NBC 12 Covers Chinese Drywall Issue At Overlook

WWBT did a story on the ‘Chinese drywall” issues at the Overlook condos. Excerpt: “The first year I lived here it was probably worked on 25 times,” he said. Edmonds could smell a strange odor, like rotten eggs in the house. His silver was starting to corrode. “When I first purchased the home I bought all brand […]

WWBT did a story on the ‘Chinese drywall” issues at the Overlook condos.

Excerpt:

“The first year I lived here it was probably worked on 25 times,” he said.

Edmonds could smell a strange odor, like rotten eggs in the house. His silver was starting to corrode.

“When I first purchased the home I bought all brand spanking new GE appliances, which is one of the top of their lines, and within 14 months my refrigerator had gone bad,” he said.

In four years he’s been through four TV’s, 26 cable boxes, and two refrigerators. He says it all made sense on May 22, 2009 when he got a letter from his developer, Steven Middleton. The letter stated, “Drywall imported from China, may have been installed in some of the homes at The Overlook.”

The drywall is considered defective. Reports show that the walls inside a home with this drywall emits sulfur gasses into the air, which eat and corrode copper and other metal surfaces.

“It destroys everything. It’s destroyed TV’s, it’s destroyed computers,” Edmonds said.

Edmonds hired an engineer, who concluded, the walls of his home are made of the drywall and are emitting sulfur gases. He found damage to copper pipes, plumbing. They were black and powdering. He found damage to electrical wiring and appliances.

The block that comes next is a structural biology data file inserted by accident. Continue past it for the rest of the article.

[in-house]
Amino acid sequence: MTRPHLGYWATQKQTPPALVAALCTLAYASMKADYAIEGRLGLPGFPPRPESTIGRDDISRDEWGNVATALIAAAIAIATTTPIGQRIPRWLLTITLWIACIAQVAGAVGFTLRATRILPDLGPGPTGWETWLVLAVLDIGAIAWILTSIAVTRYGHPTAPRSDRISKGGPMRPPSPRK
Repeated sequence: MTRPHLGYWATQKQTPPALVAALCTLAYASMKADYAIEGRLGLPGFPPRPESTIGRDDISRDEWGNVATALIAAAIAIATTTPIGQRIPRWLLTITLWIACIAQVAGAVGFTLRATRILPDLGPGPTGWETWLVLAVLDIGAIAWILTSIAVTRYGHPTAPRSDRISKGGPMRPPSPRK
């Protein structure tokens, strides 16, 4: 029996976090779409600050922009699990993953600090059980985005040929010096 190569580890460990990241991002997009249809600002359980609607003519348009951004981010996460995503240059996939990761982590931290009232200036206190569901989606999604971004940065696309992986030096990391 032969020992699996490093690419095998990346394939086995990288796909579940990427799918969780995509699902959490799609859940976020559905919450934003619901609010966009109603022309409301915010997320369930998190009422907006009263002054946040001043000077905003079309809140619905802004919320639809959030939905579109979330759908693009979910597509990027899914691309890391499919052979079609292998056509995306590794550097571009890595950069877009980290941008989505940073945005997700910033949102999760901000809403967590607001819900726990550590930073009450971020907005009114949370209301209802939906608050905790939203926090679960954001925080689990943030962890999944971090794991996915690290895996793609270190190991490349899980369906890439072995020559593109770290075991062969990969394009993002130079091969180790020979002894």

“It’s bad. It’s toxic and it has ruined my home,” said Edmonds.

Edmonds started having nosebleeds and worries about his health. It’s unknown at this time what the long term effects of the drywall are, but a toxicologist with the University of New Orleans told a judge, prolonged exposure to the gases can cause serious problems, especially to developing children.

Twelve homes in all at The Overlook had the drywall. Eleven settled the issue and were repaired by developer Steven Middleton. Edmonds filed suit. Middleton’s insurance company counter sued, saying it’s not responsible to pay the claim.

Middleton’s attorney John Rasmussen said, “Not all the properties at The Overlook had Chinese drywall. We resolved the drywall issue with the other property owners. We tried to resolve it with Mr. Edmonds and we were unable to do so. Based on pending litigation we don’t want to comment further.”

The article also mentions that “VA’s secretary of Commerce created this web site about the drywall. http://www.commerce.virginia.gov/Initiatives/DrywallTaskforce/index.cfm

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